Meanwhile, investigations into war crimes, crimes against humanity and even the crime of all crimes, genocide, are diligently being pursued by the prosecutor general of Ukraine, the latest Prosecutor of the International Criminal Court (ICC) Karim Khan and other national authorities and international organizations. On April 25, 2022, the ICC Office of the Prosecutor announced that the “Office has become a participant in the joint investigation team (JIT) on alleged core international crimes committed in Ukraine, joining existing members Lithuania, Poland and Ukraine.”
Soft on crime against humanity
This is not only because of the ever-growing public outcry over the horrific crimes of the war in Ukraine, but also because the ‘situation’ of Ukraine (as per the international criminal law nomenclature) has already been referred for investigation to the Prosecutor of the International Criminal Court, Karim Khan by 41 state-parties to the Rome Statute of the International Criminal Court (including Greece and Cyprus).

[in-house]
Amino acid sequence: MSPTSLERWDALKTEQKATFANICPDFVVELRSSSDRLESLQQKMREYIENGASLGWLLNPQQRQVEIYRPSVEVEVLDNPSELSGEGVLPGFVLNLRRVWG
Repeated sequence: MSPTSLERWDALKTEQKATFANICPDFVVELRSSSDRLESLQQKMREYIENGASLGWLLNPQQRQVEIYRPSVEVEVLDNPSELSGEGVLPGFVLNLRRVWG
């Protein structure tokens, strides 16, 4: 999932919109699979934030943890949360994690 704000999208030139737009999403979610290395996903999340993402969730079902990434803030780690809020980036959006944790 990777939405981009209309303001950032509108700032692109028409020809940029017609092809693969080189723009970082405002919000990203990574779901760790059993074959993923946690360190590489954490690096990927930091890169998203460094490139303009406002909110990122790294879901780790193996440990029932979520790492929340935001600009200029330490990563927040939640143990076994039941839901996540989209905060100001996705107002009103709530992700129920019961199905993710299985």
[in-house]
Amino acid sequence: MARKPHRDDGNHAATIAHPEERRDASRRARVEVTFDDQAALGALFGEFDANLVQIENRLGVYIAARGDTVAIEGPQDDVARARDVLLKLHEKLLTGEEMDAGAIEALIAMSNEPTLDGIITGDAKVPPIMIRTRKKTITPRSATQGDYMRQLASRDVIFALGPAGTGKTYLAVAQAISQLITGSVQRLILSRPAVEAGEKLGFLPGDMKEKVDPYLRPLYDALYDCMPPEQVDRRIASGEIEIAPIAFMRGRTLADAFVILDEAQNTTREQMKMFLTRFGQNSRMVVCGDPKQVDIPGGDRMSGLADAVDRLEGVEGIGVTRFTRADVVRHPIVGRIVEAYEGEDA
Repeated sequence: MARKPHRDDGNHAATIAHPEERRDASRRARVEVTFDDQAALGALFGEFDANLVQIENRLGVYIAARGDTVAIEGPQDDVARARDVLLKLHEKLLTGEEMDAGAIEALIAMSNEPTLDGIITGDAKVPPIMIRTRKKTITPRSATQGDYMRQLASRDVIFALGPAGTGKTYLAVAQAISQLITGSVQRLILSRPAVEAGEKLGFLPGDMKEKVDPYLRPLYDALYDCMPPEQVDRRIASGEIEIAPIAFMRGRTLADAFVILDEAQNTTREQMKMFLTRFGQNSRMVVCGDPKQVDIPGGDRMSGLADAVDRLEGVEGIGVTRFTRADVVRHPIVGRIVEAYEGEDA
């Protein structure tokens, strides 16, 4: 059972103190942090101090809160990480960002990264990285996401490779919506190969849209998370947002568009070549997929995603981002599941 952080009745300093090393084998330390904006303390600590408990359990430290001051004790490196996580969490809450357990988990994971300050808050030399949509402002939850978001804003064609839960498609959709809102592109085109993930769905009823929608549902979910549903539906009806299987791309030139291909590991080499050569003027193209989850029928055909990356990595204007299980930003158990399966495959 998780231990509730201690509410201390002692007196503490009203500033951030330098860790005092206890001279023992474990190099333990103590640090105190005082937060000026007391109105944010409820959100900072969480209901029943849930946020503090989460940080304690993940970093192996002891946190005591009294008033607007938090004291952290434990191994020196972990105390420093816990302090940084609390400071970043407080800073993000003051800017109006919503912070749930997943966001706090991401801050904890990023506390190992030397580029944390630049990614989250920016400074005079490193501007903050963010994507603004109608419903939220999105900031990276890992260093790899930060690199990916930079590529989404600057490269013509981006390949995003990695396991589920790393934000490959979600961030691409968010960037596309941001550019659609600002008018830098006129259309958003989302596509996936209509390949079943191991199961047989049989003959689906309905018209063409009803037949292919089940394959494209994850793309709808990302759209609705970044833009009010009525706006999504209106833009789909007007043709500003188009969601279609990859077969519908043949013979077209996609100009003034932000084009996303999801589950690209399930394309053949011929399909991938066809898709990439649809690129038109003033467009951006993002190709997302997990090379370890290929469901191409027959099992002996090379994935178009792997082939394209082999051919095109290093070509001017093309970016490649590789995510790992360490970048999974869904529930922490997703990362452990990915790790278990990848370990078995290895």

Running on a parallel track, dozens of renowned academics, including Philip Leech, Dapo Akande and Philippe Sands, along with renowned politicians, such as former UK PM Gordon Brown and John Major, signed a declaration in March 2022, calling for the establishment of a special international criminal tribunal to investigate heinous war crimes in Ukraine, including the crime of aggression itself.
This is initiated because although the act of military aggression has been recognized as an international crime by the Rome Statute of the International Criminal Court, yet its jurisdiction to try the offenders of this charge is still extremely limited.
Most member states of the Rome Statute of the International Criminal Court strongly opposed widening this jurisdiction in Kampala in 2010 as well as in New York in 2017. This legal problem could arguably be solved through the establishment of a new Special International Criminal Tribunal for the crimes of the invasion of Ukraine.
The future is uncertain, as signified by the European Union which appears to proactively amass protective gear and potassium iodide (KI) pills in order to be ready for the ‘worst-case scenario’, namely a nuclear bombing. Admittedly, the war creates volatility on many further levels of international relations.